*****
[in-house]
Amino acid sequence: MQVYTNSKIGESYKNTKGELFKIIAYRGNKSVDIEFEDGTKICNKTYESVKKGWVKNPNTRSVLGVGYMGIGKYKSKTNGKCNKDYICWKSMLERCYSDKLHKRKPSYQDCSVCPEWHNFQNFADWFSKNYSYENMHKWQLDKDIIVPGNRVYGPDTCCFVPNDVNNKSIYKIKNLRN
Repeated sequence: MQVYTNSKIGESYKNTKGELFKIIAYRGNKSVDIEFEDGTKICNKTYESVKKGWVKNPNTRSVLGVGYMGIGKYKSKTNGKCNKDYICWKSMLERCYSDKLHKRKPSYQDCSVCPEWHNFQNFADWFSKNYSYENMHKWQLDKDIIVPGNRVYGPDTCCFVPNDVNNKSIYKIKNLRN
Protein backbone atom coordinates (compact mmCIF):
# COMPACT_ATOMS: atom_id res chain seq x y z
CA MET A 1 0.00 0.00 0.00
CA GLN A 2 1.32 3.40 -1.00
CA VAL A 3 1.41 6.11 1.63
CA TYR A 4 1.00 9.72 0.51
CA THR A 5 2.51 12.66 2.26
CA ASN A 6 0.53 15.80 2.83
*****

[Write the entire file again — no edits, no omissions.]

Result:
[in-house]
Amino acid sequence: MQVYTNSKIGESYKNTKGELFKIIAYRGNKSVDIEFEDGTKICNKTYESVKKGWVKNPNTRSVLGVGYMGIGKYKSKTNGKCNKDYICWKSMLERCYSDKLHKRKPSYQDCSVCPEWHNFQNFADWFSKNYSYENMHKWQLDKDIIVPGNRVYGPDTCCFVPNDVNNKSIYKIKNLRN
Repeated sequence: MQVYTNSKIGESYKNTKGELFKIIAYRGNKSVDIEFEDGTKICNKTYESVKKGWVKNPNTRSVLGVGYMGIGKYKSKTNGKCNKDYICWKSMLERCYSDKLHKRKPSYQDCSVCPEWHNFQNFADWFSKNYSYENMHKWQLDKDIIVPGNRVYGPDTCCFVPNDVNNKSIYKIKNLRN
Protein backbone atom coordinates (compact mmCIF):
# COMPACT_ATOMS: atom_id res chain seq x y z
CA MET A 1 0.00 0.00 0.00
CA GLN A 2 1.32 3.40 -1.00
CA VAL A 3 1.41 6.11 1.63
CA TYR A 4 1.00 9.72 0.51
CA THR A 5 2.51 12.66 2.26
CA ASN A 6 0.53 15.80 2.83